Has HAMP Struck Out Looking?

Perhaps it was eager anticipation of the World Series kickoff, but Sen. Ted Kaufman’s baseball analogy at a Capitol Hill hearing Wednesday clearly put into perspective a key defect of the Home Affordable

Modification Program (HAMP) – a defect that watchdog groups and market observers have been lamenting for months now. And that is, Treasury’s back-peddling of how many homeowners the program will actually help.

“What matters is not how often you swing the bat, but how often you reach the bases,” said Kaufman (D-Delaware), who now chairs the Congressional Oversight Panel (COP), which is charged with policing initiatives that fall under the Troubled Asset Relief Program (TARP), including the Treasury’s foreclosure-prevention efforts.

According to Kaufman, sound oversight must start with an understanding of a program’s goals. HAMP’s goals, though, have become an elusive pop-up as the program’s progress has come in increasingly sub-par with each report from the Treasury.

In February 2009, President Obama announced an aim to help “as many as three to four million homeowners to modify the terms of their mortgages and avoid foreclosure.”

As that goal has appeared farther and farther out of reach, Treasury has redefined its aim, Kaufman said, and now says the purpose is to offer a temporary mortgage modification to three to four million homeowners.

“The distinction may sound subtle, but the difference is vast,” Kaufman said.

Borrowers who are offered temporary modifications may not accept. Those who accept may not complete the steps required to receive a permanent modification. Those who receive a permanent modification may redefault and lose their homes.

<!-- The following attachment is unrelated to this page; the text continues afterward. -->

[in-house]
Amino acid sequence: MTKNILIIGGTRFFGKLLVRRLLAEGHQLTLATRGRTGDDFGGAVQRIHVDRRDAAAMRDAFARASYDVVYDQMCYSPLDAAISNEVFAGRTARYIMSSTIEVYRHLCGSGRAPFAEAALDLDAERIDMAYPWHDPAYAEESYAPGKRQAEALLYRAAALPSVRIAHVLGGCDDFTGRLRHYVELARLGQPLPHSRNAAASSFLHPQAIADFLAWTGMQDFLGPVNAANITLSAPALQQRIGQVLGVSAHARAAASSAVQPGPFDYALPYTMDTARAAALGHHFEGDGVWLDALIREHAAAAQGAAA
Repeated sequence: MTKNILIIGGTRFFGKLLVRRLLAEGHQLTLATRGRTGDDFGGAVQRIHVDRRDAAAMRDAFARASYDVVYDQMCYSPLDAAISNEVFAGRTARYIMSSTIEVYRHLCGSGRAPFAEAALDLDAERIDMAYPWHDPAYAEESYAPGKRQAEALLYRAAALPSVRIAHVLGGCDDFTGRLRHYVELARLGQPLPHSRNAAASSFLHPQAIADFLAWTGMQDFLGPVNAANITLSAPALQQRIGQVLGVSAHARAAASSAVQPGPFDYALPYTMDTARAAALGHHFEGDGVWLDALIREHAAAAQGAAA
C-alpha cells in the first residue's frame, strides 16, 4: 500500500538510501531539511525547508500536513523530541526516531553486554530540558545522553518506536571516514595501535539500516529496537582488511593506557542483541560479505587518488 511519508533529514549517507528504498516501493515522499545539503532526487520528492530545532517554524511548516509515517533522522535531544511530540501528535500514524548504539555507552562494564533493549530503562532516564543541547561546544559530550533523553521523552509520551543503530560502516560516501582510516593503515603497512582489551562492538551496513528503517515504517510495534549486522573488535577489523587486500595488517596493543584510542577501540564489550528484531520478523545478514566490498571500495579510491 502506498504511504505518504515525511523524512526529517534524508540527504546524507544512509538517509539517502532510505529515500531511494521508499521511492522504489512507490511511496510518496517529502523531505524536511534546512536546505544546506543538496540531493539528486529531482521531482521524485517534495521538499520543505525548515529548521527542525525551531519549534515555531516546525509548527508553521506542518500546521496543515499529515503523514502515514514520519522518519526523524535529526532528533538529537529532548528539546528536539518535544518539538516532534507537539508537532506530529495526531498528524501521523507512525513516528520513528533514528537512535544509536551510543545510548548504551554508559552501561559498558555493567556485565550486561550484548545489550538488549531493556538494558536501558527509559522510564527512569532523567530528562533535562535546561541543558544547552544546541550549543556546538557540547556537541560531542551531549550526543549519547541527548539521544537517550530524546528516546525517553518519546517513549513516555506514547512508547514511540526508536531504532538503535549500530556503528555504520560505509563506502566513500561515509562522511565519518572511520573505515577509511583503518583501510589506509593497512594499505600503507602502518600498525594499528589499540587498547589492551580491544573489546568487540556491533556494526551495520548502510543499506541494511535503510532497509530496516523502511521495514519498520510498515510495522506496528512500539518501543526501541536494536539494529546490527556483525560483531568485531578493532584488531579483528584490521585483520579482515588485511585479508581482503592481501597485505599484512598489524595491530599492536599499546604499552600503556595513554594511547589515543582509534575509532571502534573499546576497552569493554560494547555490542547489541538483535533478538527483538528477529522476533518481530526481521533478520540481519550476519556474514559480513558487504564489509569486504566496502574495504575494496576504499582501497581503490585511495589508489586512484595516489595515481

Kaufman noted that to date fewer than half a million homeowners have received permanent mortgage modifications through Treasury’s program and, he said, “as many as half of these borrowers will ultimately redefault and lose their homes.”

“At the rate that homeowners are falling through these cracks today, three million modification offers may translate into only a few hundred thousand foreclosures prevented,” Kaufman said.

Phyllis Caldwell, chief of the Treasury’s Homeownership Preservation Office, took part in the COP hearing Wednesday and responded to Kaufman’s disappointment in the program’s lack of a meaningful target objective.

Caldwell said, “The impact of [HAMP] should not be measured solely by the number of borrowers who have received modifications, but also by how the program has helped reduce the number of foreclosures and helped transform the way the mortgage industry views the modification of mortgage loans.”

Even though only a little more than a third of homeowners who’ve been offered a trial plan have been granted a permanent modification, Caldwell says the three-month trial period “afforded [them] much needed breathing room.”

Caldwell also noted that the make-up of the housing crisis has morphed since the program was first put into place. What started out as a subprime market collapse has become a nationwide downturn driven by the recession and high unemployment. Caldwell stressed that the Treasury has made adjustments to its housing programs to account for these changes and is working to reach more troubled borrowers.

Treasury’s latest HAMP report card shows that only 467,000 distressed homeowners have received a permanent loan restructuring since the program began over 18 months ago. Over half of the 1.36 million trial plans started have been canceled, and 11 percent of those who’ve received a permanent modification have re-defaulted on the new loan after nine months.




Article by Carrie Bay, DSNews.com

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